March is here, which means spring is in the air, and you know what that means – spring cleaning. Yes, it’s the time of year when you have the excuse to have a big clear out and make sure your house is spick and span from top to bottom after the winter season, which apparently is dirtier than other seasons.
There’s no denying that the world goes a bit mad with the cleaning at this time of year, so you’ll soon be inundated with offers for spray bleach, rubber gloves and bin bags. But just how many of us actually get our hands dirty with a spot of spring cleaning once March or April come around?
Are you the type of person who takes the whole thing seriously, has a quick go over with the hoover or sacks off spring cleaning completely? There are a lot of different types of cleaners out there but we seem to see them a bit more clearly at this time of year. So rather than getting started with your housework, why don’t you try and work out what type of spring cleaner you are?
There’s no such thing as haphazard cleaning in your house. You know exactly what you’re doing next and where you want everything to go – including the family members you have enlisted to help/get in the way.
You have a system that is foolproof and has done the job for the last few years, helping you to tackle dirt, get rid of rubbish and bark orders with the best of them. There is no carpet left un-vacuumed and no area under the bed left cluttered because your plan is the best plan.
In fact, once you’re finished with the cleaning, you may start to notice that one of the walls in the living room is looking a bit stained and could do with a lick of paint. This means the foolproof decorating system needs to be brought back.
You really want to get into the whole spring cleaning spirit but it just seems like a lot of hard work. Saying that, you do also appreciate a tidy house, even if yours has a more ‘lived-in’ than super smart feel to it.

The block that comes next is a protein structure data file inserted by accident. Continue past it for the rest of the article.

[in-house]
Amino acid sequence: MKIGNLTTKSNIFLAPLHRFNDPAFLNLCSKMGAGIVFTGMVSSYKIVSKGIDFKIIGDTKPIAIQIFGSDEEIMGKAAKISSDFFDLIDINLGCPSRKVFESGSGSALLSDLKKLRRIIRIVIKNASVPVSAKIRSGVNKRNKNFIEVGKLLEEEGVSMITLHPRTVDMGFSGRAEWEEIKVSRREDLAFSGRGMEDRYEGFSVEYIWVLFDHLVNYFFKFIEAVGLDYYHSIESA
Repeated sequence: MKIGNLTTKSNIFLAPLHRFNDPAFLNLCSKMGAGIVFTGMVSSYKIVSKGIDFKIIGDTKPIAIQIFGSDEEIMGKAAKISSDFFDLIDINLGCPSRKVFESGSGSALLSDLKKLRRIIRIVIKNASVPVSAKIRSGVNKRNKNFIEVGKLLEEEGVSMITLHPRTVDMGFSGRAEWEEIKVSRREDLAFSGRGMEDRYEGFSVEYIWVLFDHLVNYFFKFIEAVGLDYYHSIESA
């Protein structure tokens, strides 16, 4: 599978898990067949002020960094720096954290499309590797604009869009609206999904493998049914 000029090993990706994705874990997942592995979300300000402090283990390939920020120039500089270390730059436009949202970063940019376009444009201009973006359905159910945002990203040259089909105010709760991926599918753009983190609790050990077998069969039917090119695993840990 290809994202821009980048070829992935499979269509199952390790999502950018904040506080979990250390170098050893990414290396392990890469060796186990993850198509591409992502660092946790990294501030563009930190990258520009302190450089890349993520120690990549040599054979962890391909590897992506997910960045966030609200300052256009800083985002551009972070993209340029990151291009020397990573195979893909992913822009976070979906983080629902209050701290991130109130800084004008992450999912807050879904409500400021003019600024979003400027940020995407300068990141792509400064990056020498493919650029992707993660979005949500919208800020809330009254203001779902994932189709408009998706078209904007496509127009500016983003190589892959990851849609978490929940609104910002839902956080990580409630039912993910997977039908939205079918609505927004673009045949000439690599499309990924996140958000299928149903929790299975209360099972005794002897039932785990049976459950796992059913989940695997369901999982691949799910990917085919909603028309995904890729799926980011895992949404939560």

You’ll give the whole spring cleaning thing a go, but without a solid plan of action, you’re invariably left with a pile of stuff in the middle of the floor that you don’t know what to do with. This will either stay where it is for a while, get bagged up with the intention of sorting through it all at a later date or get thrown into a cupboard and forgotten about until you think emptying your cupboards is a good idea.
This means you’re left with a house that looks neat and tidy for the most part but has a messy secret hiding behind closed doors. Then again, if you can’t see it, is it really untidy?
Procrastination is your middle name and Netflix is your main weakness. The idea of having a big spring clean appeals to you, but when it comes to your day off, the sofa and your laptop just look so much more inviting. After all, why clean when you could be doing absolutely anything else?
You’re used to a bit of mess – is it really that bad? – so it doesn’t really phase you. You’d rather have a quick tidy up when people are popping around than spend hours doing the full house just because the season changed.
Then again, your living room could do with a big sort out, but there is that new series you’ve been meaning to watch for a week…
Wait, people actually still spring clean? You thought that was only something that happened in movies from the 1950s. Why would anyone spend all that time doing a full clear out and clean down of their house, especially when they can just keep it tidy in the first place?
Yes, your house is usually ordered but you don’t mind a bit of mess. You tend to do a spot of housework on most days to keep up with things or do a big clean on a weekend so it’s over and done with. There is no way you’d use the excuse of spring for a thorough clean, especially as this is when the weather finally starts to get a bit better so you can go out more.
You’re happy to leave the spring cleaning to the movies and get on with more important things.
It doesn’t matter what time of year it is, if you can still see carpet, there is no way you’re going to clean. Why waste time doing housework when there is so much more you can do?
Sure, you may never be able to have people over without uttering the phrase ‘sorry about the mess’ or your partner may nag you repeatedly, but there are bigger things to worry about. You’ll get around to sorting through the rubbish, doing the dishes and washing clothes eventually, but if you don’t need to, what’s the point?